Eye of the Beholder

The Louvre’s ‘Winged Victory of Samothrace’ Is Set For A Restoration Next Month

The Wall Street Journal

Great blue heron stretching her wing deep in the cove.

Great blue heron stretching her wing deep in the cove.

My favorite statue is the Winged Victory of Samothrace, a 2nd century BC Grecian statue of the goddess Nike that’s part of the collections in the Louvre. (I’m not placing her photo here out of respect for copyright, but there are many images to be found online.)

WordPress today has asked us to describe what we feel in the presence of beauty. When faced with great beauty, I feel any of the following, and sometimes all: reverence, awe, inspiration, elevation, joy, stillness, oneness, peace, enamored, a sense of man’s smallness such as when viewing meteors or other celestial events, and more.

Coming back to Winged Victory and her magnificent marble wing. I like to think that the unknown artist who sculpted her more than two thousand years ago was enamored of herons and may have felt some of those same emotions. Surely a heron could have been the model for her wings: the carved detailing of the feathers, the size and shape of the wings and the way the statue carries her wings – they all point to a bird like the heron. Or, perhaps the artist simply had an outstanding imagination and didn’t use an actual wing as a model. I don’t know.

What I do know is that I see beauty in the herons, and that beauty elicits many of the emotions I mentioned above.

This post features some of my favorite herons. I hope you enjoy them.

Great blue heron preening Columbus Day weekend.

Great blue heron preening

Great blue heron yearling number 2 - this yearling fledged in 2012.

Great blue heron yearling

Great blue heron with flowering grasses in small pond.

Great blue heron with flowering grasses

Great blue heron fishing in water falling over a dam in the Charles River Watershed.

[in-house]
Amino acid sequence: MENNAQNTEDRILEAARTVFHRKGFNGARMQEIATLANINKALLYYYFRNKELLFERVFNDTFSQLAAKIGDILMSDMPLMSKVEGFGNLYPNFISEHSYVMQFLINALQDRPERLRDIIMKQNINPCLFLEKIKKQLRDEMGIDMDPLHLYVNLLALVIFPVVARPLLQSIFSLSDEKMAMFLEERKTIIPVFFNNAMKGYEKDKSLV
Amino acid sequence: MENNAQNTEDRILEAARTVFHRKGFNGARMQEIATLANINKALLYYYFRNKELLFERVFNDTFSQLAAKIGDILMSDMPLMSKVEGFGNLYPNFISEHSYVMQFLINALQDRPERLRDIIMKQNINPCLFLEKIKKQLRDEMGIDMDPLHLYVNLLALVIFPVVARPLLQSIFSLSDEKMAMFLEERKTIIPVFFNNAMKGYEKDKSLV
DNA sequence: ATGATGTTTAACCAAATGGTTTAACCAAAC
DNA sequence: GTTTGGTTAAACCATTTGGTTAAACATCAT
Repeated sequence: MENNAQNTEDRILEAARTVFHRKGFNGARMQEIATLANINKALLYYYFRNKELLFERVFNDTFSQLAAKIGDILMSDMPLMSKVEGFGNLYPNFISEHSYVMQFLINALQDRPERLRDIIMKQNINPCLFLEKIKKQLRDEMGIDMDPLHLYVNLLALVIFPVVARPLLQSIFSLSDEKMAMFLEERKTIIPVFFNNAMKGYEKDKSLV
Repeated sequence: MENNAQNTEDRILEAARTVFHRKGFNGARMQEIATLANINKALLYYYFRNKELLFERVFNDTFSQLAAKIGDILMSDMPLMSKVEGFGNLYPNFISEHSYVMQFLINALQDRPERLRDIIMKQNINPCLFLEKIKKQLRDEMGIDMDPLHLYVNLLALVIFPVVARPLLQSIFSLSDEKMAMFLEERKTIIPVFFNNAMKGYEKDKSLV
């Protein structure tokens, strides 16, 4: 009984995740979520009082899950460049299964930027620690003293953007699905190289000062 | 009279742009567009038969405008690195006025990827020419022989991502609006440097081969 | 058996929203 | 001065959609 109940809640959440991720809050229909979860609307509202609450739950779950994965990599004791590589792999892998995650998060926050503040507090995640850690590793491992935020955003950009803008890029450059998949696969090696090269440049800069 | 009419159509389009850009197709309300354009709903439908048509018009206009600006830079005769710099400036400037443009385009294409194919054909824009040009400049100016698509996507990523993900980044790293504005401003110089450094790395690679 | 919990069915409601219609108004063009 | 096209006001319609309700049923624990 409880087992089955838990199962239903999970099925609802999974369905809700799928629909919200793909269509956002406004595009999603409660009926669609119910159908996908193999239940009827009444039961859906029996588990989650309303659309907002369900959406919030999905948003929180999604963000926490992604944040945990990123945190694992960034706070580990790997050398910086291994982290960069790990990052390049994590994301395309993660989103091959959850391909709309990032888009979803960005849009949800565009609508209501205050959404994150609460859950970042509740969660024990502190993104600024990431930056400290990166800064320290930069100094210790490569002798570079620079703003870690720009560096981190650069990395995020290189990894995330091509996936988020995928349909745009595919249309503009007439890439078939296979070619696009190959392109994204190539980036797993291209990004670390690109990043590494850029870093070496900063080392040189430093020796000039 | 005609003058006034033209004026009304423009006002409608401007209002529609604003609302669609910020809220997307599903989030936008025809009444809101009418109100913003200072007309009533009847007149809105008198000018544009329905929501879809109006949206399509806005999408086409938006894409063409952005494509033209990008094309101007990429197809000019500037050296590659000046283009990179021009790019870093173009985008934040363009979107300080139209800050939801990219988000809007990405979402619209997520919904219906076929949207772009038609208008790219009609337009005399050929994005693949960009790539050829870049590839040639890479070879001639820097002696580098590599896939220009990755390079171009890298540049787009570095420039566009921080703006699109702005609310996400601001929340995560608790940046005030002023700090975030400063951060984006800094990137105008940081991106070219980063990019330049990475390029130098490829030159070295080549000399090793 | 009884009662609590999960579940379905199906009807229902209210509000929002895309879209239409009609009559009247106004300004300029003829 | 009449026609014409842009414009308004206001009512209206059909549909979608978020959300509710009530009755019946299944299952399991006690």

Great blue heron fishing at a dam

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Thanks to Michelle W. and WordPress for the Daily Prompt: Eye of the Beholder nudge.

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(This took place From 2005-2013)

© 2013 Babsje. (https://babsjeheron.wordpress.com)

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Posted on October 5, 2013, in ardea herodias, Art, Bird photography, Birds, daily prompt, Great Blue Heron, Nature Photography, Photography challenge, postaday, Weekly Photo Challenge, Wildlife Photography and tagged , , , . Bookmark the permalink. 16 Comments.

  1. As you know, I agree with you 100% that the Great Blue is one of the most beautiful of the wading birds, along with the Great Egret.

    • Thanks, Bob! Yes, you’re right, the great blue and also the great egret and magnificent birds. We are richer for having them in the world. best, Babsje

  2. Your photos demonstrate why really looking at a heron requires more than just a quick glance. They invite an emotional response. There is so much grace and beauty in the bird.

  3. Hi Babje – by complete coincidence, and since it’s been mentioned, I’ve just put up some Great Egrets here http://rollingharbour.com/2013/10/05/white-sound-abaco-mangroves-mud-really-great-egrets/ All the best from Rolling Harbour

  4. What a stunning statue, that is! I agree with you that the Great Blue Heron is a magnificent bird. Your photos are wonderful, Babsje. 🙂

    • Thanks so much, I’m glad you like Vinged Victory, too. She is being refurbished as we speak, and I hope they are able to clear the grime and get the marble back to circa 190 BC condition. You always say the nicest things about my herons – thanks again for your support and encouragement!

  5. I always think I have see something when I see a heron – I spent a lot of time last week trying to get some pictures of one of our species – but they mainly ended up in the “trash can” – to small, to far away!

    Cheers – Stewart M – Melbourne.

    PS: sorry for slow reply – I have been out of phone / Internet range for most of the week – it was strangely pleasant!

    • Hi Stewart! Sometimes wonderful to be untethered from our electronics, I agree with you.

      I know what it feels like when a heron ends up too small or too far away, myself at those times in the field, I have to content myself with viewing through my binoculars, which are higher magnification than my camera’s lenses. Still, even when no photo comes of it, as you inter – its always something special to see a heron. Thanks for commenting, and thanks for hosting Wild Bird Wednesday.

  6. The photo of the heron near the waterfall is stunning. You captured the moment perfectly.

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